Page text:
5 for Friday: 5 Exercises You Can (and Should) do Postpartum
That being said, if you're anxious to start moving, it is entirely possible to return to light exercise as soon as two weeks after giving birth. The goal at this point is NOT fat loss- I'm sorry, there's just no need for that this soon, especially if you are expecting to breast feed. The goals should be: feeling good, rehabilitating/restoring function to the core/pelvic floor, speeding up recovery, bettering alignment, and getting out of the house and feeling like you're human again.
The focus will be on breath-work, walking, and bum-centric (glutes) movements. If you've had an uncomplicated vaginal delivery you can begin as soon as two weeks post-delivery, three weeks, if you've have a C-section and are recovering well.
You can do these exercises daily. Aim for one set of 10-15 repetitions for about 4 weeks.
1) Dynamic Core Breathing
Sit in a neutral position with the ribs stacked over the hips, feeling pressure on the sits bones and perineum. The bum should be untucked (not sitting on the tail bone) and the low back arch should be natural (not sitting on pubic bone).Place one hand on the low belly and the other hand on the ribcage. On an inhale, feel the breath fill the belly, the fingers slide away from each other as the ribs open to the sides. On an exhale, the fingers fall back together and ribs return to start. Repeat for three rounds of breath.
On the next inhale feel the area between the tail bone and pubic bone soften- these are the pelvic floor muscles. Notice the sensations of the perineum with each breath- there should be a sense of fullness and sensation against the surface of your seat. Take 3-4 breaths here.
With the next breath, notice what happens to the pelvic floor on the exhale, the sense of fullness and sense of the surface should dissipate. Take 3-4 rounds of breath here.
On the next breath, animate the pelvic floor by slightly contracting- 30% of our maximum contraction. You can imagine that you are picking up blueberries with your vagina and anus (a cue I learned from Jessie Mundell). As you inhale place the blueberries back down. You should be able to complete these dynamic core breaths with each of the following moves.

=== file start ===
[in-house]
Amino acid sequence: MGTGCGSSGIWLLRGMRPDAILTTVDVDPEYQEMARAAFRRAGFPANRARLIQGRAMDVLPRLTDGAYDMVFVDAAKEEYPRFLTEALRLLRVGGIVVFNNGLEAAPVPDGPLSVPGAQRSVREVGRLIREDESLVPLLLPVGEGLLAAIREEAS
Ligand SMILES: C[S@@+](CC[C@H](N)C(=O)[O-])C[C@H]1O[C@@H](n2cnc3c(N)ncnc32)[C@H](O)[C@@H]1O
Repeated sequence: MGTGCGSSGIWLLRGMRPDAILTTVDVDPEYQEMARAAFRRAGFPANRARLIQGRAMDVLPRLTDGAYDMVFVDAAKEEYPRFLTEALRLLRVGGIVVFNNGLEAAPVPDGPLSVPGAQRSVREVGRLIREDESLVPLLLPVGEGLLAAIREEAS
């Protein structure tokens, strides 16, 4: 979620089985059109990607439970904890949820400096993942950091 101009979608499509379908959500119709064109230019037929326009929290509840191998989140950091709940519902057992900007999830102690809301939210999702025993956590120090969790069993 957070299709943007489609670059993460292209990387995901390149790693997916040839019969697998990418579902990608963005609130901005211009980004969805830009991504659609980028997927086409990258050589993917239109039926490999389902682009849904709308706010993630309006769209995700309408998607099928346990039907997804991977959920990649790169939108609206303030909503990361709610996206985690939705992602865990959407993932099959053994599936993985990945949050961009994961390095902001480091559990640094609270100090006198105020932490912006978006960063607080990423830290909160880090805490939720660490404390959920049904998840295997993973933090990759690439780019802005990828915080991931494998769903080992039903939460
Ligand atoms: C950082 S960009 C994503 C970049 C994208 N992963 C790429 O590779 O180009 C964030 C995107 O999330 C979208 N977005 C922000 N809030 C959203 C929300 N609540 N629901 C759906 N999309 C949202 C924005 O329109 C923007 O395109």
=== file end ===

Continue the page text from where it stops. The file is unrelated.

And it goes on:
2) Heel Slides
Start as you did in the glute bridge- on the back, knees bent, heels under the knees. As you inhale extend one knee so that the leg begins to come parallel to the floor. The hips should remain neutral and low back arch should remain natural. On an exhale, pull the leg back to starting position.
3) Glute Bridge
Lie on your back- knees bent, feet flat with the heels under the knees. On an exhale, place pressure through the feet, engage the glutes (squeeze the bum) and inner thighs (adductors) and without pressing into the low back (think of pressing your ribs toward the top of your hips), lift the pelvis. Maintain pressure in the outer edge of the heels and middle of the arches.
4) Body Weight Squats
Stand with your feet shoulder width apart and hands next to your hips. Bend your knees as you sit the hips back as you would sitting into a chair, keep your head and chest up, pushing your knees forward. Continue as far as you can until you start to tuck your bum- this will be your stopping point until you can lower further without the tuck. As you exhale perform a pelvic floor lift as you rise back to the top.
Begin lying on one side, rest your head on your bicep (triceps on the floor). Bend the knees about 45 degrees bringing your foot about one foots-distance away from your bum. Starting with the inner feet kissing, lift the top knee away from the bottom- the heels should remain together. The hips should remain stacked.
Of course these are not the only exercises you can do at this point. Interested in learning more? Sign up for my newsletter to receive exclusive emails and training plans. Sign up now and you will receive a free 4-week training plan for busy mamas!